Happy non-smoking Year!

Stoeker/Bergami — Untitled

About 3 million people die every year in the world because they smoke. In France, tobacco kills about 60,000 people each year, of which about 10 percent are non-smokers who died from passive smoking.

Sixteen years ago, French Minister of Health Claude Évin enacted a law forbidding people to smoke in the metro and trains, and requiring no-smoking areas in restaurants and cafés.

It was commonly ignored by owners of restaurants and cafés though, essentially because separating smoking from non-smoking areas was difficult in small premises.

Starting in February 2007, and after several European countries, another French law barred smoking in public places such as government offices, schools, hospitals, and the like. Simultaneously, Dominique de Villepin, the French Prime Minister at the time, decided the State would take charge of one-third of the costs of anti-smoking treatments, such as patches. “That would represent the first month of treatment” he said. And probably  it will save a lot of money in the future, since it will lower costs related to tobacco-induced cancers and cardiovascular diseases. 

No Smoking! However, so-called areas of social interaction — cafés, restaurants and nightclubs — had received a reprieve until January 2, 2008. Here we are. It will be interesting to see if the French obey the regulation as well as the Italians did when they banned smoking themselves, three years ago.

Although there has been quite a lot of lobbying in the media lately against the (sic) “liberticidal law”, I think we should be optimistic. The first part of the ban was easily accepted by the French in 2007. Despite they are usually depicted as intrinsically reluctant to comply with the rules, polls regularly showed that most French people supported the ban by an average 80 percent (about 60 percent among smokers). Hopefully, it will be the same in next weeks and months, and we can have a dinner in any restaurant without the smell of tobacco... at last.

So... Happy non-smoking New Year, everyone!

Wildlife Photographer of the Year

1997 One Earth Award - Angela Scott
Angela Scott  from Kenya won the One Earth Award 
in the 2007Wildlife Photographer of the Year competition.

The captain of our Russian icebreaker wedged his ship against the ice in Antarctica’s Amundsen Sea, so we could step off [...] A single emperor appeared out of the whiteness and headed towards the ship. It was completely unafraid and curious about the other two-legged-creatures wandering about on the ice. [...] We were probably the first humans it had ever seen. The picture I took is a statement on our world, its wild inhabitants and the nature of humans. (Angela Scott)

Elephant Creation by Ben Osborne
Elephant Creation by Ben Osborne
The Wildlife Photographer of the Year competition has been running since 1964 under the patronage of the British Natural History Museum and BBC Wildlife Magazine.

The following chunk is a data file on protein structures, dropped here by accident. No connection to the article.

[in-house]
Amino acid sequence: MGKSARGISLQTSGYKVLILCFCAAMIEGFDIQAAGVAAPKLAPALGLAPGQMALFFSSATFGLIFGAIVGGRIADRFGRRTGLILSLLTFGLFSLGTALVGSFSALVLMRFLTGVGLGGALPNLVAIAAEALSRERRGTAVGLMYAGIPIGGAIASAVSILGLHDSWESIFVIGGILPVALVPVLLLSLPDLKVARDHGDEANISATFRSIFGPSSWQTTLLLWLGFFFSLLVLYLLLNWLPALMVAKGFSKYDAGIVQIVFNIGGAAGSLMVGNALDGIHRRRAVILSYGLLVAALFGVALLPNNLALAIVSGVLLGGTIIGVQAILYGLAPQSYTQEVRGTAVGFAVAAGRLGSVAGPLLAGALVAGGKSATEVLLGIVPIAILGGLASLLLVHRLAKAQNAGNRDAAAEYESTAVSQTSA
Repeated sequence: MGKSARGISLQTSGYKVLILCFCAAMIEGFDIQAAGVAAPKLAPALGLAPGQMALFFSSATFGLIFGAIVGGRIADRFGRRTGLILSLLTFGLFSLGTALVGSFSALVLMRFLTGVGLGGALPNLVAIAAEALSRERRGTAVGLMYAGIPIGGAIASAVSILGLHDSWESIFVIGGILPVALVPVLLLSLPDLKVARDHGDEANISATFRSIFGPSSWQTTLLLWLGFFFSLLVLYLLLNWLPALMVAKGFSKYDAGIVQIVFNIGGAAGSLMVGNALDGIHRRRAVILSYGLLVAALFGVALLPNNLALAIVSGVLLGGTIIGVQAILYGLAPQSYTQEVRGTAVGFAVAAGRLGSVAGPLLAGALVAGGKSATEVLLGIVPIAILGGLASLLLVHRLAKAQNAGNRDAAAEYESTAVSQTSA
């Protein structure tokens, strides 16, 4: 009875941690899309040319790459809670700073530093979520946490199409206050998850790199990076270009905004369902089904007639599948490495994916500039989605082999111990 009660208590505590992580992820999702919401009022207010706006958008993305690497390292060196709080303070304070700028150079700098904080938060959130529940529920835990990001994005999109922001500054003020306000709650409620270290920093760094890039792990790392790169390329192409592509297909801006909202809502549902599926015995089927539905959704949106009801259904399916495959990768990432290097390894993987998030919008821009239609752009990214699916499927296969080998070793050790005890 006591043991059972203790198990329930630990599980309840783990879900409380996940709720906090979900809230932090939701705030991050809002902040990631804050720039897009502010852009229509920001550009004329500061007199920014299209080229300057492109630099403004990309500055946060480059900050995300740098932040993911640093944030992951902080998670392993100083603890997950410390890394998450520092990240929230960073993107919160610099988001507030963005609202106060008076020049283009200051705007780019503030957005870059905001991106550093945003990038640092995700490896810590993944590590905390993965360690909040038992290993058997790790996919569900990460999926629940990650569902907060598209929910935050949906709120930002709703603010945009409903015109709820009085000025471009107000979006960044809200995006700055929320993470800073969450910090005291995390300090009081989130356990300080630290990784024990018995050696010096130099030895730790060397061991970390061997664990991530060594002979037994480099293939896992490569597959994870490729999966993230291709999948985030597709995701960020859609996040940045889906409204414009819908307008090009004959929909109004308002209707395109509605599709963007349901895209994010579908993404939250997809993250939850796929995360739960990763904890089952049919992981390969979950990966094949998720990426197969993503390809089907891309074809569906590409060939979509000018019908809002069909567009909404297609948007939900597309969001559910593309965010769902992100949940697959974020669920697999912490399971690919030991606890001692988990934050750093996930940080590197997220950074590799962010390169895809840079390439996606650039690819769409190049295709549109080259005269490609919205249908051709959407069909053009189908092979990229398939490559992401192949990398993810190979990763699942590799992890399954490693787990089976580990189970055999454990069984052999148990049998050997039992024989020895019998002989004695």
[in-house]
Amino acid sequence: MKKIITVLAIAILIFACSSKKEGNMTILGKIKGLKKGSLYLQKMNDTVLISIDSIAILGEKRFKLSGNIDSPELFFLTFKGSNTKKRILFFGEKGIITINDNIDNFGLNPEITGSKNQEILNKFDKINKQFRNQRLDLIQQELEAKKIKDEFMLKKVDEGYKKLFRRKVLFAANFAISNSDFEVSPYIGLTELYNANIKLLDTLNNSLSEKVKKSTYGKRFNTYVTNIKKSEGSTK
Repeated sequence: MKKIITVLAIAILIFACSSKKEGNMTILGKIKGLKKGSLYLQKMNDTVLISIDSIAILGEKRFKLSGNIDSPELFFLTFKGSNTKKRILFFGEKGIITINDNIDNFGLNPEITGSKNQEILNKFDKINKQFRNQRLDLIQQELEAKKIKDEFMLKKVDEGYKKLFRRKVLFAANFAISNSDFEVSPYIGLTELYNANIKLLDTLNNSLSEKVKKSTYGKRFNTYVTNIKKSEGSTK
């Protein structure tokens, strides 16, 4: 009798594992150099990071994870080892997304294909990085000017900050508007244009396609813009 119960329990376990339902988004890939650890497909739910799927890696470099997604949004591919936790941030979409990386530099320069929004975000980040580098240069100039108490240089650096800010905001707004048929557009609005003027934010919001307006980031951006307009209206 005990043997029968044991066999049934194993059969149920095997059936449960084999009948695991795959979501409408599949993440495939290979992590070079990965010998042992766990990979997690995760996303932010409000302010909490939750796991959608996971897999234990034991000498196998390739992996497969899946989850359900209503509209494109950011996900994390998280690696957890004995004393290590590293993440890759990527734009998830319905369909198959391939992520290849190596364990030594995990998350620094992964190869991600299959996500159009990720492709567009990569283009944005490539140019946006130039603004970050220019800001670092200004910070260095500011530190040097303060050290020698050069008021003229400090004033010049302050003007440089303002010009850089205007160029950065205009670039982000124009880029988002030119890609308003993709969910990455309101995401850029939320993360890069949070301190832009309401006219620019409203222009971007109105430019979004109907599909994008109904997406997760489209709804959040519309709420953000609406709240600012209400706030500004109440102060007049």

It is also sponsored by Shell now — oil companies try hard to restore their image, don't they. Have a look at the awarded pictures anyhow: about 20 awards in different categories, and several other great pictures, as the photo just above, by Ben Osborne, who was the overall winner of the contest.

Maria Callas

Maria Callas' eyes
The Gods were bored,
they beckoned back their voice
(Yves Saint-Laurent)

Thirthy years ago, the most famous Greek since Socrates died in her appartment in Paris.

Maria Callas sings 'Una voce poco fa'
by Gioacchino Rossini


Sicko A Study of Sexuality and Health among Older Adults in the United States was the title of an interesting article published two weeks ago in the New England Journal of Medicine.

You probably heard of this study, that was reported at great length in the media all over the world. The paper concluded that many older adults are sexually active. Okay. Nothing that surprising or brand new here, yet interesting to know.

Only, there was another great article published in the very same issue of the New England Journal of Medicine that received much less attention from the media. Its title was Healing Our Sicko Health Care System, by Jacob S. Hacker, Ph.D. The article dealt with the last movie by Michael Moore bearing this name in a level-headed way, not at all hagiographic of a movie of which the limitations were underscored. Quoting its first paragraphs:

ImageThere is a scene in Sicko — Michael Moore's controversial new film about U.S. health care — that captures both the power and the limits of Moore's cinematic polemic.

A mother is speaking about her 18-month-old daughter, Mychelle, who became ill one evening with vomiting, diarrhoea, and a high fever. At the nearest emergency room, Mychelle is treated by a physician who suspects, rightly, that she has a life-threatening bacterial infection. But rather than give her antibiotics, the doctor calls her insurer, whose physician-gatekeeper tells him that Mychelle is not covered at the hospital and must be taken to another facility. The doctor repeatedly says that Mychelle needs care, and he is repeatedly told that she must be transferred first. Finally, nearly 3 hours after arriving at the hospital, wracked by seizures, Mychelle is taken to the approved facility. She dies 15 minutes later.